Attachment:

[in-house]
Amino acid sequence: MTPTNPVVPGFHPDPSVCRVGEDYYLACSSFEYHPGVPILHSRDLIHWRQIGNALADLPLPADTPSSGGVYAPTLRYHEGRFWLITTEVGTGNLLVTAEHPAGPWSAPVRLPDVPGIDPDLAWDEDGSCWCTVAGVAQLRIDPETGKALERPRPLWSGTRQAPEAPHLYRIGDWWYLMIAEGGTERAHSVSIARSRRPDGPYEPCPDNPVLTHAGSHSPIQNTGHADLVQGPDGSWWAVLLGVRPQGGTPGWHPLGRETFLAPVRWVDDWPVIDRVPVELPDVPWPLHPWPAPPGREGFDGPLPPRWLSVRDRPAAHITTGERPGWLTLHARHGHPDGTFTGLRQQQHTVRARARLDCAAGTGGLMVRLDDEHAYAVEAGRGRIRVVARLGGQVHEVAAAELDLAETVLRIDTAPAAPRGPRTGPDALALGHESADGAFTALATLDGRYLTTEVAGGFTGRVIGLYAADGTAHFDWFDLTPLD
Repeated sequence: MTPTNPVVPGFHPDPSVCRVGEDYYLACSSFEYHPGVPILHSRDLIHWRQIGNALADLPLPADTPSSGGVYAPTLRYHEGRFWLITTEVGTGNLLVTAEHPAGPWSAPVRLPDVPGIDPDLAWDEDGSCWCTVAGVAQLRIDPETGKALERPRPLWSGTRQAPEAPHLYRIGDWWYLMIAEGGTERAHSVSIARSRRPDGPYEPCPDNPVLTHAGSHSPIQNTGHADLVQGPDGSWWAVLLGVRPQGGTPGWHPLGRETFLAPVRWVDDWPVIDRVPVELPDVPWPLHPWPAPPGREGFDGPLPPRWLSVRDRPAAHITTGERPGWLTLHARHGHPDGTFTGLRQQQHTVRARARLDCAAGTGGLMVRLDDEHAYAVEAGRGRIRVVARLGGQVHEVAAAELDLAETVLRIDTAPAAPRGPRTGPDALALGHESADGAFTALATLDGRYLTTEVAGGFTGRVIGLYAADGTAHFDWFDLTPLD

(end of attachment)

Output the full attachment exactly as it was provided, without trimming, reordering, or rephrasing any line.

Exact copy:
[in-house]
Amino acid sequence: MTPTNPVVPGFHPDPSVCRVGEDYYLACSSFEYHPGVPILHSRDLIHWRQIGNALADLPLPADTPSSGGVYAPTLRYHEGRFWLITTEVGTGNLLVTAEHPAGPWSAPVRLPDVPGIDPDLAWDEDGSCWCTVAGVAQLRIDPETGKALERPRPLWSGTRQAPEAPHLYRIGDWWYLMIAEGGTERAHSVSIARSRRPDGPYEPCPDNPVLTHAGSHSPIQNTGHADLVQGPDGSWWAVLLGVRPQGGTPGWHPLGRETFLAPVRWVDDWPVIDRVPVELPDVPWPLHPWPAPPGREGFDGPLPPRWLSVRDRPAAHITTGERPGWLTLHARHGHPDGTFTGLRQQQHTVRARARLDCAAGTGGLMVRLDDEHAYAVEAGRGRIRVVARLGGQVHEVAAAELDLAETVLRIDTAPAAPRGPRTGPDALALGHESADGAFTALATLDGRYLTTEVAGGFTGRVIGLYAADGTAHFDWFDLTPLD
Repeated sequence: MTPTNPVVPGFHPDPSVCRVGEDYYLACSSFEYHPGVPILHSRDLIHWRQIGNALADLPLPADTPSSGGVYAPTLRYHEGRFWLITTEVGTGNLLVTAEHPAGPWSAPVRLPDVPGIDPDLAWDEDGSCWCTVAGVAQLRIDPETGKALERPRPLWSGTRQAPEAPHLYRIGDWWYLMIAEGGTERAHSVSIARSRRPDGPYEPCPDNPVLTHAGSHSPIQNTGHADLVQGPDGSWWAVLLGVRPQGGTPGWHPLGRETFLAPVRWVDDWPVIDRVPVELPDVPWPLHPWPAPPGREGFDGPLPPRWLSVRDRPAAHITTGERPGWLTLHARHGHPDGTFTGLRQQQHTVRARARLDCAAGTGGLMVRLDDEHAYAVEAGRGRIRVVARLGGQVHEVAAAELDLAETVLRIDTAPAAPRGPRTGPDALALGHESADGAFTALATLDGRYLTTEVAGGFTGRVIGLYAADGTAHFDWFDLTPLD